Shivang with adviser A. Banerjee
Turboelectric propulsion uses no batteries for propulsive energy during any phase of flight (unlike hybrid and all-electric systems) and is considered a critical enabler for low-carbon emissions in the aircraft industry. As batteries with high enough power capacity and the specific power required for commercial aircraft are unlikely to be developed within the next 30 years, turboelectric systems are the only feasible option.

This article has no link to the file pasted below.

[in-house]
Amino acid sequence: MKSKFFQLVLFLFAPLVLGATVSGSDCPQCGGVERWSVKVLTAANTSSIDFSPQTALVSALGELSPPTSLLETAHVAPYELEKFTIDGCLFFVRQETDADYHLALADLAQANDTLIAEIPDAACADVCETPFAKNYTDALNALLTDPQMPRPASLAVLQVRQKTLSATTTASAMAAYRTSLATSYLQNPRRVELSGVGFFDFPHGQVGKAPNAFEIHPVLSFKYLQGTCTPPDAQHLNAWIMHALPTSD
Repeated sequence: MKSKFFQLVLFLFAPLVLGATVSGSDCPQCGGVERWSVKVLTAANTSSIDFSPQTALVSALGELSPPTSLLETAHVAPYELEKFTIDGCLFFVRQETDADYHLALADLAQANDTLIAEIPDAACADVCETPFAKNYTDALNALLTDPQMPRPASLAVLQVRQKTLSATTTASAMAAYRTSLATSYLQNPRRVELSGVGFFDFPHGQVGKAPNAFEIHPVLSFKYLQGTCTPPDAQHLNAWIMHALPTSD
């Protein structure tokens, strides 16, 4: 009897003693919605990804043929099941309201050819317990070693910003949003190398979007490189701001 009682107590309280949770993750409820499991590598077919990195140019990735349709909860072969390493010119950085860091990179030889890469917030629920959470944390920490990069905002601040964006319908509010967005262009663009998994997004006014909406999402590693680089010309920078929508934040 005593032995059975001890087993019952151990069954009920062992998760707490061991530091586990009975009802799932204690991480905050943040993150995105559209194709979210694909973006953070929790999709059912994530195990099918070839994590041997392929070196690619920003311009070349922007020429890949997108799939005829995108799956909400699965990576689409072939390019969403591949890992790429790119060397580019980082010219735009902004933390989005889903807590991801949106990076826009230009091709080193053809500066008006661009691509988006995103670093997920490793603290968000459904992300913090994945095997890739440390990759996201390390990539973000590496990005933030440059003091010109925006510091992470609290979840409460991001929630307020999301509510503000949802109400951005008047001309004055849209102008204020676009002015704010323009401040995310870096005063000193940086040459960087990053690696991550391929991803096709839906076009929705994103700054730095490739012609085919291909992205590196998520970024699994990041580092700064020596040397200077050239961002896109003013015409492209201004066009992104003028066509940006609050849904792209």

A brushless doubly-fed machine (BDFM) is attractive for megawatt-scale turbo-electric propulsion systems due to use of a partially-rated power converter, reduced maintenance, and absence of permanent magnets. However, the BDFM has poor torque density because of machine saturation, even at low current density. This offsets all the benefits. Figure 13 shows the BDFRM drive architecture. We have proposed an approach to maximize the torque density by finding appropriate electrical excitations on the two stator windings for a given machine dimension while remaining within flux- and current-density limits. The machine torque capability is enhanced by 75% for an identical machine dimension while simultaneously improving the power factor of the secondary stator, and hence reducing the power converter size. The overall efficiency also increases with the proposed design. This research is supported by Grainger Center for Electric Machinery and Electromechanics.